Post US-China trade deal: Oil slips on low demand concerns


Oil prices slipped on Wednesday on concerns that the Phase 1 trade deal between the United States and China, the world’s biggest oil users, may not boost demand as the United States intends to keep tariffs on Chinese goods until a second phase.
US Treasury Secretary Steven Mnuchin said late on Tuesday that tariffs on Chinese goods will remain in place until the completion of a second phase of a US-China trade agreement, even as both sides are expected to sign an interim deal later on Wednesday.
Brent crude was down $0.11 at $64.38 per barrel by 1020 GMT. US West Texas Intermediate crude futures were down $0.12 at $58.11 a barrel. “A pickup with global demand for crude may struggle as US-Chinese tensions linger after some hardline stances from the Trump administration,” said Edward Moya, analyst at brokerage Oanda.
“Financial markets are disappointed that the Trump administration … signalled tariffs will remain in place until after the 2020 US presidential election, depending on whether China comes through on their promises with the Phase 1 agreement.”
US President Donald Trump is due to sign the Phase 1 agreement with Chinese Vice Premier Liu He at the White House on Wednesday. That agreement is expected to include provisions for China to buy up to $50 billion more in US energy supplies. US crude inventories rose by 1.1 million barrels, data from the American Petroleum Institute showed, countering expectations for a draw.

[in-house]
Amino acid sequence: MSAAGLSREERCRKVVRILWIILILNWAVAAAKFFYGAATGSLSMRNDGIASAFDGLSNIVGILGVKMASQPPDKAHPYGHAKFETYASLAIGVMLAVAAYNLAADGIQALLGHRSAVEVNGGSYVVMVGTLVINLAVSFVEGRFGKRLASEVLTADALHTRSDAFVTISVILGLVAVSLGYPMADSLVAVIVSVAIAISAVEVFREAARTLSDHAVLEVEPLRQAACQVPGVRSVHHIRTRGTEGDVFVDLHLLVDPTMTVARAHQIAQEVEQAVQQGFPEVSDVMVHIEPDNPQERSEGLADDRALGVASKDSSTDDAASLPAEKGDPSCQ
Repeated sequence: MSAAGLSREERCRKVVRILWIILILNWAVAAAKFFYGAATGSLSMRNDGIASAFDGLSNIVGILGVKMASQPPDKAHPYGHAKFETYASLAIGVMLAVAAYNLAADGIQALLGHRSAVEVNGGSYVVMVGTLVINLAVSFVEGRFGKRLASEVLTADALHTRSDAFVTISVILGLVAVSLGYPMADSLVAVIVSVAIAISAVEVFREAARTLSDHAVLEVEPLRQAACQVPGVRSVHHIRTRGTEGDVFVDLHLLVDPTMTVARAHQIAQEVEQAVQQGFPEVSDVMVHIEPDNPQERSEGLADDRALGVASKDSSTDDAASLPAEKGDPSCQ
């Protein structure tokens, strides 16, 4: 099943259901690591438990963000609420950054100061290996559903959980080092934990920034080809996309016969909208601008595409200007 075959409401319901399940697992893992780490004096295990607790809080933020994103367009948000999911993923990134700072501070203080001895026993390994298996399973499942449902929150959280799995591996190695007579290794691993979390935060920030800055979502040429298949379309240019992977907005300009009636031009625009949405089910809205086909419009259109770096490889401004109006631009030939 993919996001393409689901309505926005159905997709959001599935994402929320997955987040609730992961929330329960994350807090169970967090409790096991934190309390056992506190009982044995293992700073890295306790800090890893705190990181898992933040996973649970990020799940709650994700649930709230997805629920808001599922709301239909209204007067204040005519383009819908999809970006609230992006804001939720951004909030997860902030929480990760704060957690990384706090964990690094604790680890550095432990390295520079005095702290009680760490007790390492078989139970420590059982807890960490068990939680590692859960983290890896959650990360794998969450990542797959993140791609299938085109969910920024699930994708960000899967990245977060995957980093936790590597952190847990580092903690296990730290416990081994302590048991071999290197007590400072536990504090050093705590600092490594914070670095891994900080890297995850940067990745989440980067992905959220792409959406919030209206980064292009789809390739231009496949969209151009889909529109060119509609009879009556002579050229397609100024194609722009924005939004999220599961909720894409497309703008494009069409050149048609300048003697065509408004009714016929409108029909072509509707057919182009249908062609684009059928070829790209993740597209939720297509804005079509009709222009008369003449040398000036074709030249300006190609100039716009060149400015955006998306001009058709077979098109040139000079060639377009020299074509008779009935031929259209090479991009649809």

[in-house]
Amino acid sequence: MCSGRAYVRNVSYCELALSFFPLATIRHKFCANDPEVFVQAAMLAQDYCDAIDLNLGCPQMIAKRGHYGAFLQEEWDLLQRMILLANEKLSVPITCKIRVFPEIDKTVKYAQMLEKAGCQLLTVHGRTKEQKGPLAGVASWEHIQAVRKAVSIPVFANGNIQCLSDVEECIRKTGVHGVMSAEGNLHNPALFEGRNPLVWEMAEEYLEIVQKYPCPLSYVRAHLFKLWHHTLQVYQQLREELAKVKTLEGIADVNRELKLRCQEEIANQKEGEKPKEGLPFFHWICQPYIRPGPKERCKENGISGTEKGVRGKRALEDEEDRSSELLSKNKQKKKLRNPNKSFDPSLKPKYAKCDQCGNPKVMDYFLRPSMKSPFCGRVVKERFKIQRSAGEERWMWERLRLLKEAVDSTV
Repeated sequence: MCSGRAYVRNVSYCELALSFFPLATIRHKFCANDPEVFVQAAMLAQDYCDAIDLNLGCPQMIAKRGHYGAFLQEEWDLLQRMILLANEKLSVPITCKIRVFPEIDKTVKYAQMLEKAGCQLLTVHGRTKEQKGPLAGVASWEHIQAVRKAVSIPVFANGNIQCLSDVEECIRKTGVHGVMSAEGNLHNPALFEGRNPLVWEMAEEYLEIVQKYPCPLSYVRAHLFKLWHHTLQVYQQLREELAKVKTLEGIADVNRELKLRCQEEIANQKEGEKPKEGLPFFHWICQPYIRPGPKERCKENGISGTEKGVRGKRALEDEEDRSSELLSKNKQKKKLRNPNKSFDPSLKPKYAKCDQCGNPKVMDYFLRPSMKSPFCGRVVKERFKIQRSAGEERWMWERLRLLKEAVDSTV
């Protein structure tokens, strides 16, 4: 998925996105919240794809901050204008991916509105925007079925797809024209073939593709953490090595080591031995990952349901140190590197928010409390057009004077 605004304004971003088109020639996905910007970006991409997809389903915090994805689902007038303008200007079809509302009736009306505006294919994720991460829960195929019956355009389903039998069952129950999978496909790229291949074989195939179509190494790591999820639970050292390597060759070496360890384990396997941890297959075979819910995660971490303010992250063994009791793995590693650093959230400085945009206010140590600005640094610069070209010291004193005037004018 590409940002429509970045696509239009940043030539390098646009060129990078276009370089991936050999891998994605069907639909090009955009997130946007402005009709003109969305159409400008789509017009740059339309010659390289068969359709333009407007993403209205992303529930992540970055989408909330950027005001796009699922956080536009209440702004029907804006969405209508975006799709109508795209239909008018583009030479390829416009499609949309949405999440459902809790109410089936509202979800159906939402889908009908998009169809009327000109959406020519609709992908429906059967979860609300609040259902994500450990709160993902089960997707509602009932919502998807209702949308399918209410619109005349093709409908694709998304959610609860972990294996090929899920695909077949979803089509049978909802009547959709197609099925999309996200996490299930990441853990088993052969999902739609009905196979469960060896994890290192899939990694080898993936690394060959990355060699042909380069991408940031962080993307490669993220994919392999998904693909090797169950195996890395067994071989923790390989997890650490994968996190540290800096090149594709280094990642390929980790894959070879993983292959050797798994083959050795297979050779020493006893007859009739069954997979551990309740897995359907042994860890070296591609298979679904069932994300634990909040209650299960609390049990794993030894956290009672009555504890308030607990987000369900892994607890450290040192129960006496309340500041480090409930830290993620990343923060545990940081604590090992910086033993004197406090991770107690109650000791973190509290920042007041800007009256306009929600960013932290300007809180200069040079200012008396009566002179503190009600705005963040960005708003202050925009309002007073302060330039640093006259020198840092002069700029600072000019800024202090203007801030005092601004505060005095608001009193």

US oil production is expected to rise to a record of 13.30 million barrels per day in 2020, mainly driven by higher output in the Permian region of Texas and New Mexico, the US Energy Information Administration (EIA) said. Energy ministers from OPEC member the United Arab Emirates and OPEC ally Russia said on Wednesday they were still committed to meeting in March to decide on future production policies.
Their statements came after Russian news agency Tass reported that OPEC and its allies – known as OPEC+ have started consultations on extending the current output-cutting deal until June without holding a meeting in March. Keeping the current deal in place until a June meeting “would be seen as much more constructive for the market,” ING Economics said in a note. Russia had insisted it wanted the current deal to last only three months. Saudi Arabia wanted a longer time frame for the deal.

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